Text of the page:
1. Do we see any change in Peter's personality? (He pulls his sword first. He bursts into the empty tomb. He jumps into the water. I love him.)


      2. Does this picture show us that the rest of the disciples loved the fish more than they loved Jesus?


    4. Read John 21:10-13. This seems to me to be an odd story. The disciples are out fishing, not evangelizing. Jesus rewards them in this relative waste of time. Then they all sit down to eat together. What is going on? Why is this story even in John's account? (This is like old times. The disciples are fishing, Jesus and his disciples are together eating fish and bread. This is the ultimate proof that Jesus is really alive. He is no ghost or spirit. He is eating real food. It is like it was before His crucifixion.)


      1. Why are we told the exact number of the catch? (Remember that details give credibility to a story.)


    5. Read John 21:15-17. When Jesus says "more than these," is He speaking of the fish and the fishing boat, or is He speaking of the other disciples? (Recall that in Matthew 26:33 Peter is recorded as saying that he would stand with Jesus even though all the rest of the disciples abandoned Him. If Jesus means the boat, it certainly makes sense because Jesus is telling Peter he has a new job - and it is not catching fish.)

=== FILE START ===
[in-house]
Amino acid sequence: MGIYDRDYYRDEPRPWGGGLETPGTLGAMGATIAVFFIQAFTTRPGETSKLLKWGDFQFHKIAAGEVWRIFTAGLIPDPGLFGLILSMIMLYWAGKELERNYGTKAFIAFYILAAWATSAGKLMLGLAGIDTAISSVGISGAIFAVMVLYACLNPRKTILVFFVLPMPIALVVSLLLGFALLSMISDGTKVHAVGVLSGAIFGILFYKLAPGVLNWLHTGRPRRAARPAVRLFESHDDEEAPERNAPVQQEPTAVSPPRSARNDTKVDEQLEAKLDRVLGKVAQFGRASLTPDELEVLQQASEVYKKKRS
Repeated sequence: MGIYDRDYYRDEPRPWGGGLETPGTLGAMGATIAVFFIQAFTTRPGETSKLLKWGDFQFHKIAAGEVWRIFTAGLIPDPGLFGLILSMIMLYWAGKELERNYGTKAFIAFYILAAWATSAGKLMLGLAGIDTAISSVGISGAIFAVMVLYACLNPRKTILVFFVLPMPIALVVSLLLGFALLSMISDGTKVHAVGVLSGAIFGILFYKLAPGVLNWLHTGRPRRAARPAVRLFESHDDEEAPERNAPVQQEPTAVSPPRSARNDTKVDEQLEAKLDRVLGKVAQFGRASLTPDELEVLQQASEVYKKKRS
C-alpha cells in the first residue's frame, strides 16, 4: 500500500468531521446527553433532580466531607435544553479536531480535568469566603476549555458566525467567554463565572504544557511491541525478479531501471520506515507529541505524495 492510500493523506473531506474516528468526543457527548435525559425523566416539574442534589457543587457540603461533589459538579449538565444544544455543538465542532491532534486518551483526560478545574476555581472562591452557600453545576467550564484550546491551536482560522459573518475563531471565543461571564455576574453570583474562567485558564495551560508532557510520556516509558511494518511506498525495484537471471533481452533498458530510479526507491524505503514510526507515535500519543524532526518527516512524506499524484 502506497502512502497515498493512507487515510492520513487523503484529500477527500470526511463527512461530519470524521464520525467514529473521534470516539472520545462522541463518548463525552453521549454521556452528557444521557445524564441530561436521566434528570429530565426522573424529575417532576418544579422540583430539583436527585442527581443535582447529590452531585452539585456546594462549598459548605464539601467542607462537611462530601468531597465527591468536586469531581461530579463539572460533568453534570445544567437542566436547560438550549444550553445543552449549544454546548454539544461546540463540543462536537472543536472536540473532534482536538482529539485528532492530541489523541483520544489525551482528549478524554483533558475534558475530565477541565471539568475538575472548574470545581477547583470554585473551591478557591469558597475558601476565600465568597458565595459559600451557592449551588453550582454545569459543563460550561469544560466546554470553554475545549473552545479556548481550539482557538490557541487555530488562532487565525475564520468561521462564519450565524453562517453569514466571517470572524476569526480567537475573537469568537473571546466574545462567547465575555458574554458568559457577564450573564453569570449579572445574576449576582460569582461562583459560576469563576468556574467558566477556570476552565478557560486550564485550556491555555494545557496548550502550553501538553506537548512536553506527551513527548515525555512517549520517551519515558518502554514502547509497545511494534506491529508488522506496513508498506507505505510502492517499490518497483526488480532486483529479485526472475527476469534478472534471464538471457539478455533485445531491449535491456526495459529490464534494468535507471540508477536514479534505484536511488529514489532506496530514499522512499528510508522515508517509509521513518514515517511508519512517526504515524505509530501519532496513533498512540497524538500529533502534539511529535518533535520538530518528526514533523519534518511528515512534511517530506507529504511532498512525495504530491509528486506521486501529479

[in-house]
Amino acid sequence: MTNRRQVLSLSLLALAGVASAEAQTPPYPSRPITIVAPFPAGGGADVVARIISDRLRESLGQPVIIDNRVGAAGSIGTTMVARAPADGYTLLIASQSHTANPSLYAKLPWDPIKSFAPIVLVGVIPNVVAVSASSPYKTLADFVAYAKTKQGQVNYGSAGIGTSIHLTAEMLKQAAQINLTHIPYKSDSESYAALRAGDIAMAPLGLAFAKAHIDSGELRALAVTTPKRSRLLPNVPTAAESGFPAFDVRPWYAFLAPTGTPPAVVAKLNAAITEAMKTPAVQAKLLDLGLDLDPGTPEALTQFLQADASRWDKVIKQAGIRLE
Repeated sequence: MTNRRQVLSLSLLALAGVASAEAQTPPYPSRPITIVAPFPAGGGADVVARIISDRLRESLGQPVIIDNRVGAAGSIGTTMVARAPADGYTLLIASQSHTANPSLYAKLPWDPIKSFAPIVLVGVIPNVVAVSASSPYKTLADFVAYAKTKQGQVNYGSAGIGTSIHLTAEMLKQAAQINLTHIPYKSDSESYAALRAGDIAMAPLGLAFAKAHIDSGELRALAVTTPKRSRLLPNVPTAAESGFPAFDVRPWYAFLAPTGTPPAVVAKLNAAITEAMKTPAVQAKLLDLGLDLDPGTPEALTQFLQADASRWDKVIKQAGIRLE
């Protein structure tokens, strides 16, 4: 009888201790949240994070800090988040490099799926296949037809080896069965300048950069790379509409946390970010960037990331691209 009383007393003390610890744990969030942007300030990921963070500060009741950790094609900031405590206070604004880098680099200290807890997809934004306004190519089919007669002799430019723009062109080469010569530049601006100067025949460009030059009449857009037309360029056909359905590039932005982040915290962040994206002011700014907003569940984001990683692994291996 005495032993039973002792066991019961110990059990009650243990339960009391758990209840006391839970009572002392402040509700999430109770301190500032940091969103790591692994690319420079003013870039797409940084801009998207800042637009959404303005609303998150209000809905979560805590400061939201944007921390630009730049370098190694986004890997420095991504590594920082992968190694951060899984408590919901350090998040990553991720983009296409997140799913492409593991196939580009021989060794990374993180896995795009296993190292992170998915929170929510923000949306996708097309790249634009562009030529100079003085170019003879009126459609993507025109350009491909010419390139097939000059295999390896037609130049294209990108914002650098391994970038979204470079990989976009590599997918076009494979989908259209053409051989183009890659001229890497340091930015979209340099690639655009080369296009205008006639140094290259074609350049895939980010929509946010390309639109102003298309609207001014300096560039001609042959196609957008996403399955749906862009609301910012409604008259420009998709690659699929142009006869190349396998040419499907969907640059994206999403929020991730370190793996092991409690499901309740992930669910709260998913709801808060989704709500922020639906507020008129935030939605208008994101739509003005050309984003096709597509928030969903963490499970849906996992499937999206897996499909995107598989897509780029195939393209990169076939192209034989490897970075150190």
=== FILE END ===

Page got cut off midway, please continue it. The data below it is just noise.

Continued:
1. If Jesus is speaking about the other disciples, what do you think of Peter's response? (Peter does not say "Yes, I love you more than they do. Remember, I jumped out of the boat!" Instead, Peter simply says "I love you" without comparing himself with anyone else.)


    6. Friend, we end our study of John with two important messages. First, we serve a risen Lord. There is no doubt or vacillation in the eyewitness account. Second, our risen Lord calls on us to "feed" and "care" for His followers - the "sheep" and the "lambs." Will you accept this responsibility? Will you determine that your influence will build up the body of believers and not tear it down?


  4. Next week: Isaiah: Crisis of Identity.
* Copr. 2004, Bruce N. Cameron, J.D. All scripture references are to the New International Version (NIV), copr. 1973, 1978, 1984 International Bible Society, unless otherwise noted. Quotations from the NIV are used by permission of Zondervan Bible Publishers. Suggested answers are found within parentheses. The lesson assumes the teacher uses a blackboard or some other visual aid.

© 2017 Bruce N. Cameron, J.D.